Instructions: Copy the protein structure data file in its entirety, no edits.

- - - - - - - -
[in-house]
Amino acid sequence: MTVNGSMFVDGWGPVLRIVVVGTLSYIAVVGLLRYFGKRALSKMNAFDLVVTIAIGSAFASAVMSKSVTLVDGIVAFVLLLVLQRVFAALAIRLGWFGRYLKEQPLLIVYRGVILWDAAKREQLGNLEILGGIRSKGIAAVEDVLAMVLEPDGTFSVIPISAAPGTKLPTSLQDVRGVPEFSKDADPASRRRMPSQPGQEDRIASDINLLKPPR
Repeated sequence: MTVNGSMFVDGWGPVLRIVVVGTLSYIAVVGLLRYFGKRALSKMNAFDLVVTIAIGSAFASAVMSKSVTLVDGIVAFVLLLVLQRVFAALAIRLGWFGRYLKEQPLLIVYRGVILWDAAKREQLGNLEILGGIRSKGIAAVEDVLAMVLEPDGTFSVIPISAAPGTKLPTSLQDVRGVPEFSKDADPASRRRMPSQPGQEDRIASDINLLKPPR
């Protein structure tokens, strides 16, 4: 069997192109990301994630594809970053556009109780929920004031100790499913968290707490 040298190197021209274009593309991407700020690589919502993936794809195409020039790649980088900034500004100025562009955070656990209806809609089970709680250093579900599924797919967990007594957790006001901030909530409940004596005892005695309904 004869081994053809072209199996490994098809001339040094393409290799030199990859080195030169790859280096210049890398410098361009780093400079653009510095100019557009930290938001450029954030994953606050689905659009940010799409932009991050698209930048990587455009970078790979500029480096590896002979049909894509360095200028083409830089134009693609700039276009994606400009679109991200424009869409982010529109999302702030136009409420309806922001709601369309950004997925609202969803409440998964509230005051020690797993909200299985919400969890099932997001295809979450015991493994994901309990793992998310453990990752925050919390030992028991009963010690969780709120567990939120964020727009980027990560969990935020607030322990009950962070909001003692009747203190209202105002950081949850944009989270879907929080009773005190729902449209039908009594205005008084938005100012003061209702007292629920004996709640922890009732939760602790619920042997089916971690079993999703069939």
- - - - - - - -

[in-house]
Amino acid sequence: MTVNGSMFVDGWGPVLRIVVVGTLSYIAVVGLLRYFGKRALSKMNAFDLVVTIAIGSAFASAVMSKSVTLVDGIVAFVLLLVLQRVFAALAIRLGWFGRYLKEQPLLIVYRGVILWDAAKREQLGNLEILGGIRSKGIAAVEDVLAMVLEPDGTFSVIPISAAPGTKLPTSLQDVRGVPEFSKDADPASRRRMPSQPGQEDRIASDINLLKPPR
Repeated sequence: MTVNGSMFVDGWGPVLRIVVVGTLSYIAVVGLLRYFGKRALSKMNAFDLVVTIAIGSAFASAVMSKSVTLVDGIVAFVLLLVLQRVFAALAIRLGWFGRYLKEQPLLIVYRGVILWDAAKREQLGNLEILGGIRSKGIAAVEDVLAMVLEPDGTFSVIPISAAPGTKLPTSLQDVRGVPEFSKDADPASRRRMPSQPGQEDRIASDINLLKPPR
């Protein structure tokens, strides 16, 4: 069997192109990301994630594809970053556009109780929920004031100790499913968290707490 040298190197021209274009593309991407700020690589919502993936794809195409020039790649980088900034500004100025562009955070656990209806809609089970709680250093579900599924797919967990007594957790006001901030909530409940004596005892005695309904 004869081994053809072209199996490994098809001339040094393409290799030199990859080195030169790859280096210049890398410098361009780093400079653009510095100019557009930290938001450029954030994953606050689905659009940010799409932009991050698209930048990587455009970078790979500029480096590896002979049909894509360095200028083409830089134009693609700039276009994606400009679109991200424009869409982010529109999302702030136009409420309806922001709601369309950004997925609202969803409440998964509230005051020690797993909200299985919400969890099932997001295809979450015991493994994901309990793992998310453990990752925050919390030992028991009963010690969780709120567990939120964020727009980027990560969990935020607030322990009950962070909001003692009747203190209202105002950081949850944009989270879907929080009773005190729902449209039908009594205005008084938005100012003061209702007292629920004996709640922890009732939760602790619920042997089916971690079993999703069939």